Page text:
Preserving Summer’s Bounty … Herbs

When the summer garden produces its abundance, we want to hold on to it as long as possible. Drying herbs is one way we can bring the taste of summer into the winter kitchen. Learn the difference between Less Tender Herbs and Tender-Leaf Herbs and how to preserve them at

When the summer sun warms our gardens, enticing tender leaves to bring forth abundant fruit and vegetables, everything we feed our families is at the height of freshness and perfection. We want it to last as long as possible.

How to prolong the garden is the question.

Herbs have always been a fascination for me. I love their tiny flowers, delicate scents, medicinal uses, and flavor adding power.

This year, while I’m already canning fruits, pickling vegetables as we speak and making berry jams, I’ll also be drying herbs from the patio herbs I planted early in the season.

It is one of easiest forms of preserving there is. Drying herbs is one of the ways we can bring the taste of summer into the winter kitchen.

While I would like to envision myself drying herbs on an antique drying rack on a wooden table in the sun with my farm off in the distance, it is no longer the preferred method. The drying of herbs that is. The farm … still preferred, at least by this writer!

There are two kinds of herbs. Less Tender Herbs and Tender-Leaf Herbs. Tender-Leaf herbs are most successfully dried in a dehydrator because their high moisture content can leave them more susceptible to mold when the drying process becomes prolonged.

The best time to harvest most herbs for drying is just before the flowers first open on the herbs. Gather them in the early morning after the dew has evaporated. They should not lie in the sun after harvesting. Rinse herbs in cool water and gently shake to remove excess moisture. Discard all bruised, soiled or imperfect leaves and stems.

Less Tender Herbs are more sturdy herbs such as rosemary, sage, thyme, summer savory, and parsley. These are the easiest to dry. Simply bundle them into a small bunch and turn them upside down to air dry. Indoors is best for color and flavor.

Tender-Leaf Herbs consist of basil, oregano, tarragon, lemon balm and the mints. Again, they are most successfully dried in a dehydrator but can, with care, also be dried without.

One method the National Center for Home Food Preservation recommends for these herbs is to dry the leaves separately, without touching, on single layers of paper towels on the top and bottom. You can safely dry up to 5 layers for this method. Place herbs in a cool oven and leave overnight.

When the leaves are crispy dry and crumble easily, they are ready for packing and storage and can be crumbled or left whole. Package herbs in an air-tight container and store in a cool, dry, even dark place to preserve color and flavor.

And all winter long … you will benefit from the fruit of your labor.

Hanging to Dry

Tie sprigs or branches into small bunches. Large, dense bunches can develop mold and discolored leaves.

Hang the bunches up to dry, leaves downward, wrapped loosely in muslin or thin paper bags to keep out dust and to catch falling leaves or seeds. Do not use plastic bags because of mold development.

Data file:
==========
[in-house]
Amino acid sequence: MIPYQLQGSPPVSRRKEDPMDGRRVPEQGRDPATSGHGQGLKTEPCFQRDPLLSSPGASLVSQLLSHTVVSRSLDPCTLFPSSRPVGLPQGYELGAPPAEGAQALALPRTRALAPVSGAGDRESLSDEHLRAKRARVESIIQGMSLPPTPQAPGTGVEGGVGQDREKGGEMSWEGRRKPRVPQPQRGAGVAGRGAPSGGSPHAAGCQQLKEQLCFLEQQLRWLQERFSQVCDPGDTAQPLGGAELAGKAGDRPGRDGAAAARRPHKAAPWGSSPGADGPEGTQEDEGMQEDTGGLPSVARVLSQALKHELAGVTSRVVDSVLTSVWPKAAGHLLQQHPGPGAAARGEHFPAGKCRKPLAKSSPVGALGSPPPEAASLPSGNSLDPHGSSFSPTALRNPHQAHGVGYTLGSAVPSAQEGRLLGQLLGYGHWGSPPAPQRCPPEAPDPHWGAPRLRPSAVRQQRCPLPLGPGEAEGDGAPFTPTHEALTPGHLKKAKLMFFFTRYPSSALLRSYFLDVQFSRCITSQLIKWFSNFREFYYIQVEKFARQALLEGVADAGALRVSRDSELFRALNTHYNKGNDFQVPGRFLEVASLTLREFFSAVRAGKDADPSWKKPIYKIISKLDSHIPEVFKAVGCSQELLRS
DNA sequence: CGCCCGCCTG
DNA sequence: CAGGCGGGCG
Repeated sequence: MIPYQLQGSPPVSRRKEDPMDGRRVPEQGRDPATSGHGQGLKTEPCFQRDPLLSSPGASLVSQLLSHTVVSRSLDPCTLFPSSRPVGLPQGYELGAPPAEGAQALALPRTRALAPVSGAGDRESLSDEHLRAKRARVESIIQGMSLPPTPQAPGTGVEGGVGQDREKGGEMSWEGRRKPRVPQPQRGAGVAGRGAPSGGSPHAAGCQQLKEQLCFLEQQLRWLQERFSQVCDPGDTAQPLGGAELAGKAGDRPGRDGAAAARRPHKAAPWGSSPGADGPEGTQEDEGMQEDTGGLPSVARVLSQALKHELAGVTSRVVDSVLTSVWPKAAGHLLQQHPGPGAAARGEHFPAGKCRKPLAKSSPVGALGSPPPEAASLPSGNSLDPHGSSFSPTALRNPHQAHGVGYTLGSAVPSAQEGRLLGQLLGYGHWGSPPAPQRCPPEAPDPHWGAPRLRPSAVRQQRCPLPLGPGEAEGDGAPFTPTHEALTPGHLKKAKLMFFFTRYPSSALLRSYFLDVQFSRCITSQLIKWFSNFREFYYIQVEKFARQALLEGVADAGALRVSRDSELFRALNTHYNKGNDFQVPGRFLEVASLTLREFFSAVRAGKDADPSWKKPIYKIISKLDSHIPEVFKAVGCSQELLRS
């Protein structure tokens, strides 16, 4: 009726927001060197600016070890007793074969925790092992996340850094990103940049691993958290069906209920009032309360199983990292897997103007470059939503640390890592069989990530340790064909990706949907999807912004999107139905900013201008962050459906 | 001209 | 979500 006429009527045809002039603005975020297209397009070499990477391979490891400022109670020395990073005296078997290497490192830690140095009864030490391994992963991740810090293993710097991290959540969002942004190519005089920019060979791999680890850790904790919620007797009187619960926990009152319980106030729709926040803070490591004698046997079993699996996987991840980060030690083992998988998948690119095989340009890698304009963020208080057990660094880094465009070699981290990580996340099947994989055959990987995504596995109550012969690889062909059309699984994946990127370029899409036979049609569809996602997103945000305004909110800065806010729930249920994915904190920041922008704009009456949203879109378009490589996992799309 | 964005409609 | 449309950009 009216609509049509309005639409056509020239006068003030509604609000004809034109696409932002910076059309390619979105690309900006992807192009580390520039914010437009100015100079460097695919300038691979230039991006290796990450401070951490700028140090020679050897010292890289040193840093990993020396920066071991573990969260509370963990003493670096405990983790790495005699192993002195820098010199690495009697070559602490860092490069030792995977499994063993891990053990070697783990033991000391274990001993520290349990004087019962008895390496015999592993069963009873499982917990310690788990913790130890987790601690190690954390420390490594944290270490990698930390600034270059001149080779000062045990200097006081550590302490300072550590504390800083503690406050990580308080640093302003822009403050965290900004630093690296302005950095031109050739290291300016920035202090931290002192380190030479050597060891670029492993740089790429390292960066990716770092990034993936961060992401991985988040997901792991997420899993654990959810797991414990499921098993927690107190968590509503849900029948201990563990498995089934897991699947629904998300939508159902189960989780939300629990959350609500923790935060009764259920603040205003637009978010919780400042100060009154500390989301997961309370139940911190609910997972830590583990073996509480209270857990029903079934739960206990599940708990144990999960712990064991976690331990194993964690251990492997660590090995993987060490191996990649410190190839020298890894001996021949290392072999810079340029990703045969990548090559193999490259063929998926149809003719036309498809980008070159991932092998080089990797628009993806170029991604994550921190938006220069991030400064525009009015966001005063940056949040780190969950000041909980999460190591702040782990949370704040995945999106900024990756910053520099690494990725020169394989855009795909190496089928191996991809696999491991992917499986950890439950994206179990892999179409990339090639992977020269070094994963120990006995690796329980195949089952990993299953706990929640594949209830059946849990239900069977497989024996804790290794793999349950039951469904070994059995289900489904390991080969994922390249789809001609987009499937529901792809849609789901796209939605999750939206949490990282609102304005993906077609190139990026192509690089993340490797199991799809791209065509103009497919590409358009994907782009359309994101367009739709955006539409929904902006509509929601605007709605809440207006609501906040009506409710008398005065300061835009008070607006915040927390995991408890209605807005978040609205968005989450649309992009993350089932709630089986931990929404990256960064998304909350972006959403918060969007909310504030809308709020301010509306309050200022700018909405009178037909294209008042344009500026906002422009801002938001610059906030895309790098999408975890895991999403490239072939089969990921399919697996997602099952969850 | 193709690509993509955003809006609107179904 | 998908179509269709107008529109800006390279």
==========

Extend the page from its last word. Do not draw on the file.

Allow seven to 10 days to dry, depending on the size of the branches and humidity. They’re completely dry if the leaves sound like crisp cornflakes when crushed.

You also can air-dry the seeds of herbs such as fennel, parsley, caraway, and coriander. Seed heads tend to ripen unevenly, so once most of a head is brown, harvest it with about 2 feet of stem (or as long a stem as possible). Bundle four to five stems together, then cover the heads with muslin or a paper bag and hang them upside down.

Rack Drying

You can speed up drying by spacing out individual sprigs or leaves of herbs on racks. To make a drying rack, stretch muslin, cheesecloth or netting over a wooden frame and fix it in place. Place the tray in an airing cupboard, in the warming drawer of an oven or in a warm, airy spot out of direct sunlight. Turn leaves frequently to ensure even drying, which should take two or three days.

Oven Drying

The leaves of herbs such as sage, mint, rosemary, thyme and parsley, stripped from their stalks, are well suited to oven drying. Space out leaves on a muslin-covered tray in an oven set to the lowest possible temperature. Higher temperatures diminish the fragrant essential oils. Leave the door ajar to allow moisture to escape.

Turn the leaves over after 30 minutes to ensure even drying; they will be quite dry after about an hour. Leave in the oven until cool.

Microwave Drying

Microwaving works well when drying small quantities of herbs. Separate the leaves from the stems, rinse if necessary and let air dry.

Place a single layer of leaves on a paper towel on a microwave-safe plate. Lay another paper towel on top, and microwave on high for 1 minute. Watch closely, and stop if you smell the herbs burning. Continue heating at 30-second intervals, if needed, until the herbs are fully dry.

Storing and Using

Use this process for all drying methods.

Crumble the dried herbs with your fingers (discard the hard leafstalks and midribs) and store in small, airtight containers.

If you use clear glass containers, store them in a dark place so the herbs don’t lose their color.

When the summer garden produces it abundance, we want to hold on to it as long as possible. Drying herbs is one way we can bring the taste of summer into the winter kitchen. Learn the difference between Less Tender Herbs and Tender-Leaf Herbs and how to preserve them at

Resources: National Center for Home Food Preservation, Taste of Home

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